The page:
Let’s take a look at one of the most basic parameters necessary in analyzing a structure’s ability to handle bending loads: the moment of inertia.
Remember that a moment is simply the effect a force has on a single point. Consider the scenario of a person placing a wrench on a bolt and applying a force to the end of the wrench handle. Such a force creates a moment about the center of the bolt head.
Now consider the cross-section of the actual wrench handle. By applying a force to the end of the handle, the handle experiences a bending load.
The moment of inertia about an axis of bending indicates its ability to resist such bending. This applies to many stuctures – trusses, beams, boards, etc. Think about a martial artist breaking a wooden board or stack of bricks. Have you ever seen anyone strike the narrow end of a structure standing on end? Of course not – this is because the moment of inertia is far too high around that axis. Rather, the board or bricks are always struck on the flat side where the moment of inertia – the structure’s ability to resist bending – is lowest.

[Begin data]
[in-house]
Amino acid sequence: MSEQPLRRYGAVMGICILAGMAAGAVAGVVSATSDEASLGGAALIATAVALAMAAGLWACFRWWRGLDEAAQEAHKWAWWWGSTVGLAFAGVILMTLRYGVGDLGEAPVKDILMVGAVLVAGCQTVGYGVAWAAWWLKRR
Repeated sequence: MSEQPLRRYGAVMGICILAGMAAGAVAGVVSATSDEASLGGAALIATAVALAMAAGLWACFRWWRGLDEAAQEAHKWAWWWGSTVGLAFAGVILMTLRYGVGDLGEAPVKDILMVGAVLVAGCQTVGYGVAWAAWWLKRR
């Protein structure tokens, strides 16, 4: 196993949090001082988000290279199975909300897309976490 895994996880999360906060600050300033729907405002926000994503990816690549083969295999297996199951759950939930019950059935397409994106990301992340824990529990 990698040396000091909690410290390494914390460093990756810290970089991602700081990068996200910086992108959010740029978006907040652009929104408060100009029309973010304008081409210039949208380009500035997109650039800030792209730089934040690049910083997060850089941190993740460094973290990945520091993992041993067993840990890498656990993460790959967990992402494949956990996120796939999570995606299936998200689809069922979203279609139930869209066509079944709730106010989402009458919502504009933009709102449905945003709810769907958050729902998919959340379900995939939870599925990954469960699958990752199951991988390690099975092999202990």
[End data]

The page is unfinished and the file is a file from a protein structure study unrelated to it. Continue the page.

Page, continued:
The point of all this relates intimately to design. Many structures have a consistent moment of inertia along their entire length simply because of material availability or ease of manufacturing. For example, many structural beams have a consistent cross-sectional area even though, structurally, there is less material needed at the ends of the beam than at the center of the beam span. The beam has a consistent cross-section because it is much easier and cheaper to make a structural beam this way. This is an acceptable justification.
Other manufacturing technologies – such as injection molding or cast metal – should never have an inefficient design because there are very few limits to the geometry which can be make using these manufacturing techniques. Take a look at these examples of well designed products that utilize a variable moment of inertia based on their designed loading:
Cantilever Material Racks:
Chair Base Legs:
Notice that the cantilevered parts in the above two images all use a tapered shape. To understand the efficiency of the tapered cantilever, take a look at the moment diagram of a simple cantilever beam (blue line in the image to the left). Notice that just as the moment diagram is tapered, so should the structure be taped for efficient use of materials without sacrificing the structure’s ability to resist bending.
The next post will take a closer look at some basic design techniques of metal castings, as relates to bending and the analysis of moments of inertia.